Santa Clara County has become the first in the state to equip each of its public schools with automated external defibrillators (AEDs) to combat sudden heart attacks among young people, the county reported Wednesday.
The nonprofit Racing Hearts began installing the equipment as a pilot program in 2014, which has since grown to 810 AEDs spread among elementary, middle and high schools in the county. The organization has been active in adding AEDs throughout Palo Alto, East Palo Alto and the rest of the county.
County officials said fewer than 10 percent of local public schools had access to the equipment four years ago.
"It's a milestone moment for the people in our county," County Supervisor Cindy Chavez said in a news release. "We had a goal of equipping all schools and we did it."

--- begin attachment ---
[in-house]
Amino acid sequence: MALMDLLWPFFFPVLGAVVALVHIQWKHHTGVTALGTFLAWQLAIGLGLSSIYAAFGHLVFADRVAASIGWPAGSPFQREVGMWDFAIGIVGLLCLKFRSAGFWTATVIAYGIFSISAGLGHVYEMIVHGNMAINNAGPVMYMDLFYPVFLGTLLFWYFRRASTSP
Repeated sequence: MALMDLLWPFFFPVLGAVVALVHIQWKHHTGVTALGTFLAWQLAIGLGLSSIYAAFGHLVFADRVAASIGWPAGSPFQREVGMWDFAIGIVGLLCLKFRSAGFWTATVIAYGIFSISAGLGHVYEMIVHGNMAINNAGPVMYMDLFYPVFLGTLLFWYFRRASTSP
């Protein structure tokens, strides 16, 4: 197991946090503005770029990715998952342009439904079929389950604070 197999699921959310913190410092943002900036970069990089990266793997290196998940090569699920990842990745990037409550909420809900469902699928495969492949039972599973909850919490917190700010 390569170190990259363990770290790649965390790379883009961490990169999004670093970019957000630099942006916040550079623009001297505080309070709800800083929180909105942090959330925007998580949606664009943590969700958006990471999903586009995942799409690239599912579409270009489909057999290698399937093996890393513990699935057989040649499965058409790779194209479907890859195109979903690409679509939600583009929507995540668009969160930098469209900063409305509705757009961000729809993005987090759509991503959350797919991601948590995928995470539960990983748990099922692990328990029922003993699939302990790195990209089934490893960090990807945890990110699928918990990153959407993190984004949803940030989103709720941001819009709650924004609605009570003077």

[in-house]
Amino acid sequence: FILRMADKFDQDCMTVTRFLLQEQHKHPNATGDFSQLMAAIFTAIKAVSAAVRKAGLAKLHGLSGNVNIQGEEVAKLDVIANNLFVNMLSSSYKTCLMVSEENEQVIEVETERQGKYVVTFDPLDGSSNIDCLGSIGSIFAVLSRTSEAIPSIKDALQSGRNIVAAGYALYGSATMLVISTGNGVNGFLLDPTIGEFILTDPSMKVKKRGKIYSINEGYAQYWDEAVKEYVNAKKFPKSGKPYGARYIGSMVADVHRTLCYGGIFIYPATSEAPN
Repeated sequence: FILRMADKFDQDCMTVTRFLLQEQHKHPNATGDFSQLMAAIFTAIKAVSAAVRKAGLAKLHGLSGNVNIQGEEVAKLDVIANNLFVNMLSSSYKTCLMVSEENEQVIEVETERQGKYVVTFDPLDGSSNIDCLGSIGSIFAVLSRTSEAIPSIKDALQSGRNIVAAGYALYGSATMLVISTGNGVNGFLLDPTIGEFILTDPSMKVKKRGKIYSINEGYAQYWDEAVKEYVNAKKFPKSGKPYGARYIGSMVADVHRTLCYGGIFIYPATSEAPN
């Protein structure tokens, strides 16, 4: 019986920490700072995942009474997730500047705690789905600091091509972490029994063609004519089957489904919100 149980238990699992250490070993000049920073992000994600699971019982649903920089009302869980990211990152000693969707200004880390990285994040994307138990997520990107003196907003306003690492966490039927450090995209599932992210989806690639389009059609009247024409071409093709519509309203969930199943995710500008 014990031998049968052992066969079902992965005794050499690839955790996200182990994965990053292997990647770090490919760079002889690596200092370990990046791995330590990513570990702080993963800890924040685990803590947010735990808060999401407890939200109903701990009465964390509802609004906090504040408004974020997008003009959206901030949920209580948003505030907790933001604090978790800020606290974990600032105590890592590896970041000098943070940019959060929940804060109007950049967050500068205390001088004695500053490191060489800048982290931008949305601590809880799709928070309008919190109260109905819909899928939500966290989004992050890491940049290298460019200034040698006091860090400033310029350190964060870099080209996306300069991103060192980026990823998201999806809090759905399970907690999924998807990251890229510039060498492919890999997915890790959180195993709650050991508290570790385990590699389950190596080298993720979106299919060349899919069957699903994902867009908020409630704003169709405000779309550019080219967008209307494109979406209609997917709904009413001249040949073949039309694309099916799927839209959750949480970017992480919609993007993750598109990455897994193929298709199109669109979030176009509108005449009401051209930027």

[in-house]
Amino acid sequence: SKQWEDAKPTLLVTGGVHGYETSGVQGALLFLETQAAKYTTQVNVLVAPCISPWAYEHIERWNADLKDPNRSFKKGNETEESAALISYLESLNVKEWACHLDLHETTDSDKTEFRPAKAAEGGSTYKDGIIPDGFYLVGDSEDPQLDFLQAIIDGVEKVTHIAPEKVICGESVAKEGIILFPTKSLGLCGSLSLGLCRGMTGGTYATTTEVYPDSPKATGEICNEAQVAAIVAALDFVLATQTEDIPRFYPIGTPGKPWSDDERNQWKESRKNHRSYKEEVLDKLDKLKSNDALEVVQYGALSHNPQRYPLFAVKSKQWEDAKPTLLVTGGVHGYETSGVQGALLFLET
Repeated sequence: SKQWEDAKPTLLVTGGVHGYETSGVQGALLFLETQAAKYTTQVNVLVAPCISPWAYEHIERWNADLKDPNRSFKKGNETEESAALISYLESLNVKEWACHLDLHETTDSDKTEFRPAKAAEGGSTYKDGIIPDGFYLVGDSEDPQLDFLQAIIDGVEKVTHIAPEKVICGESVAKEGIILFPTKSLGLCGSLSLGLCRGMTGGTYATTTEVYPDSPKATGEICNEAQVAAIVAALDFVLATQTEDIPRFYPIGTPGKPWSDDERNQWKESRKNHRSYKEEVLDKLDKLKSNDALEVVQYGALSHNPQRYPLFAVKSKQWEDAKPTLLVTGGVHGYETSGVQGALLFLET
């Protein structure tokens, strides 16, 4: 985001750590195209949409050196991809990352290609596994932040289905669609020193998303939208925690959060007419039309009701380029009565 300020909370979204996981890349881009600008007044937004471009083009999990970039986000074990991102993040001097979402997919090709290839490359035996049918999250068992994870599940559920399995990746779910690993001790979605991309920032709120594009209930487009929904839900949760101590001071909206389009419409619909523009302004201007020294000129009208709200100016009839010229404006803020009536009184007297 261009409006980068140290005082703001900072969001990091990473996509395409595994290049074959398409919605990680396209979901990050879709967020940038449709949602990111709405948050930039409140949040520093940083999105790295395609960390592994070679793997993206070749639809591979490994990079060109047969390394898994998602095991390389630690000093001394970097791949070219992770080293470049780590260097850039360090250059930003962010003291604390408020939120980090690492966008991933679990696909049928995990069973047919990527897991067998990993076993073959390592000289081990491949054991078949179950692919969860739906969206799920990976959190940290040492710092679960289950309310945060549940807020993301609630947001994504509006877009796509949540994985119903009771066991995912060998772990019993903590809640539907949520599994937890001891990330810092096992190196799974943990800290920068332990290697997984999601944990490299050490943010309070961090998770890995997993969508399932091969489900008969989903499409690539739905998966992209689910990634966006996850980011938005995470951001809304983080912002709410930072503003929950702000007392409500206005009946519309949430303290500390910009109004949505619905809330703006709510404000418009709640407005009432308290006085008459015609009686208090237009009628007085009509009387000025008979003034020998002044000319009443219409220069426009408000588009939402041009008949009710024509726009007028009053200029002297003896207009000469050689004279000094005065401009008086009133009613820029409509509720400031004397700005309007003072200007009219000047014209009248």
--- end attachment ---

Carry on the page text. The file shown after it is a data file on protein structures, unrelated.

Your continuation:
The AED models are designed for easy usage to defibrillate a heart attack victim before an ambulance arrives.
More than 7,000 young people, mainly between the ages of 10 to 19, die each year from sudden heart attacks, according to county officials, who said heart attacks can strike people of any age or fitness level.
Victims survive about 5 to 8 percent of the time when receiving only CPR, but 80 percent survive through the use of AEDs, county officials said.
"I am so proud that Santa Clara County is the first county in the state to have this necessary life-saving equipment on each of its campuses," County Superintendent of Schools Mary Ann Dewan said in a news release.
The equipment was funded through $1 million in matching funds from the Santa Clara County Board of Supervisors with local school districts, nonprofits, foundations and individuals, according to the county.